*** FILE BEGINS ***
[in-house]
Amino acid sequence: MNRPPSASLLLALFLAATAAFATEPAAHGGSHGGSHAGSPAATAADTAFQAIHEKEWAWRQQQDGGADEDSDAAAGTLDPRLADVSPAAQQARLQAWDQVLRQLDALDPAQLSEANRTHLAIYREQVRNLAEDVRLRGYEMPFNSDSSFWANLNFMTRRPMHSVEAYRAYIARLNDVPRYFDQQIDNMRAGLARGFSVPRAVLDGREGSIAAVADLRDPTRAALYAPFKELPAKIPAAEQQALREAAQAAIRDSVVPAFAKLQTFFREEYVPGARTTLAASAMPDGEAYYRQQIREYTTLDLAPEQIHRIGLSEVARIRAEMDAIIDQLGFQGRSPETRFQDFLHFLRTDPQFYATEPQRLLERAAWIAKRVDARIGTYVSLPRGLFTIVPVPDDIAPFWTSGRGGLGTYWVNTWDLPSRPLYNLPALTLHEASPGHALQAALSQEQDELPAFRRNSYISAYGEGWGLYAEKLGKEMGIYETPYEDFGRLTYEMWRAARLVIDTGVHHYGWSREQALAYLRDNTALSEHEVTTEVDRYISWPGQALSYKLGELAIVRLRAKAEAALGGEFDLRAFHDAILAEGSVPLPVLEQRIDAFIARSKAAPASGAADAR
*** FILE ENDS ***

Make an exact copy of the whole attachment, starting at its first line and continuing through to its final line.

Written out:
[in-house]
Amino acid sequence: MNRPPSASLLLALFLAATAAFATEPAAHGGSHGGSHAGSPAATAADTAFQAIHEKEWAWRQQQDGGADEDSDAAAGTLDPRLADVSPAAQQARLQAWDQVLRQLDALDPAQLSEANRTHLAIYREQVRNLAEDVRLRGYEMPFNSDSSFWANLNFMTRRPMHSVEAYRAYIARLNDVPRYFDQQIDNMRAGLARGFSVPRAVLDGREGSIAAVADLRDPTRAALYAPFKELPAKIPAAEQQALREAAQAAIRDSVVPAFAKLQTFFREEYVPGARTTLAASAMPDGEAYYRQQIREYTTLDLAPEQIHRIGLSEVARIRAEMDAIIDQLGFQGRSPETRFQDFLHFLRTDPQFYATEPQRLLERAAWIAKRVDARIGTYVSLPRGLFTIVPVPDDIAPFWTSGRGGLGTYWVNTWDLPSRPLYNLPALTLHEASPGHALQAALSQEQDELPAFRRNSYISAYGEGWGLYAEKLGKEMGIYETPYEDFGRLTYEMWRAARLVIDTGVHHYGWSREQALAYLRDNTALSEHEVTTEVDRYISWPGQALSYKLGELAIVRLRAKAEAALGGEFDLRAFHDAILAEGSVPLPVLEQRIDAFIARSKAAPASGAADAR